Larger size possibly increase win rate?

Discussion in 'Strategy Building' started by Risepoint1879, Apr 28, 2019.

  1. I've been asking myself this question recently.

    Would trades be more likely to work out as position size increases?

    Most intraday traders notice quick buying or selling spikes to signify support and resistance. So theoretically, if I got into a position with enough shares to create a noticeable push in a certain direction, that could influence other traders as a sign to trade in that direction as well, where they might have been on the fence about direction.

    Could such a factor possibly influence win rate by a few percentage points...

    I'm not talking about huge slippage, but something noticeable.
  2. Robert Morse

    Robert Morse Sponsor

    No. This does not increase your likely hood of being right and increased size has a greater market impact so has a cost.
    jys78 and Overnight like this.
  3. Overnight


    What would be noticeable on a stock which has an average daily volume of, say, 3 million shares?
  4. okosodo


    It drains equity faster during spikes
  5. You're probably going to have to exit your trade pretty soon if you want to make a profit from aforementioned market manipulation, which will be hard without having exactly the opposite impact (and thus slippage). I don't doubt some people do it (probably by using social media, followers etc.) though. But hey, illegal is illegal. If you're going to be making money this way you might as well rob a bank.
  6. ETJ


    You pose an often repeated question. More size - more slippage and possibly more information value depending on the product. If your trade generates a "show" it generates institutional thought. So the answer is it all depends and a lot will be the product. If I go from 5 to 10 in the SPX no one notices. If I go from 5 to 5000 - now the calls begin as well as the electronic sniffers. One way the few remaining "physical" brokers earn a living is by information sharing and information can be gold. It could be electronic, but physical could be better(again product dependent).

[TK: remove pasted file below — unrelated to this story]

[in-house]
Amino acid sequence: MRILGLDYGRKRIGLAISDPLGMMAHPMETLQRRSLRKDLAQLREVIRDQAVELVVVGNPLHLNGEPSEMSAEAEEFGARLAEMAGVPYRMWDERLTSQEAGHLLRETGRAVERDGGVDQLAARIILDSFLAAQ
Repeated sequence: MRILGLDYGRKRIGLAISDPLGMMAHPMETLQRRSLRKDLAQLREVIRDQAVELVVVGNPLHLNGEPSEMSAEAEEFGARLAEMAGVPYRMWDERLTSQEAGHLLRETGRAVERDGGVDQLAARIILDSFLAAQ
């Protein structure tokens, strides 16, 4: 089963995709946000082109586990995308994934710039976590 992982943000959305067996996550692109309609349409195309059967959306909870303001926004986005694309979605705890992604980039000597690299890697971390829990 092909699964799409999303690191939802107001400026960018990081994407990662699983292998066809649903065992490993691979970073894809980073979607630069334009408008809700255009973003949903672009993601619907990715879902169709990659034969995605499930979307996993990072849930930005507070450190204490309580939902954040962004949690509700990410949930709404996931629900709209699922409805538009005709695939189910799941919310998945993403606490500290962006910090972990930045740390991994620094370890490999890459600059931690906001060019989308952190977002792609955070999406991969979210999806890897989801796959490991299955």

It can't be spoofing and it needs to be big enough to draw attention.
  7. MrMuppet


    Think about it this way:

    - Each time you put in a passive order, you give away a free option to the market.
    - Each time you put in an agressive order, you compete with other participants over the free options that are available.

    The higher your position size the greater your advantage has to be when it comes to aggressive orders, since the availaility of free options are limited.

    When it comes to passive ordes....well, post an order of 100k shares in the lit market to buy something like TIF, ABMD or SINA and see for yourself.

    There IS however an advantage you might have when using bigger position size and that is queue position.
    Let's say the market is 500for20/200@21. If you take the offer at 21 with 100 shares you have zero market impact.

    If you post a buy limit order of 1000 shares at 21, you have taken the market bid at 21 AND you are the first in queue for 800 shares. If somebody joins you at 21, you have a free look for all shares that are behind you in the queue...which is a tremendous advantage.
    (we asume that you really have taken the market bid and did not run into a hidden order)
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  8. qlai


    Theoretically? It is very practical! Most successful players MAKE their edge one way or another, imho.

    How much money do you think one needs to paint a chart? Let's take a mid-cap stock ... How difficult is it to run it up and then push it down to some stupid fib level? Can you buy with confidence once you KNOW why it pulled back!?
    Smoke and mirrors.
  9. Your not George soros!
  10. I've actually kept my identity a secret, but it is now time to reveal it.......I'm not George Soros.
    #10     Apr 29, 2019
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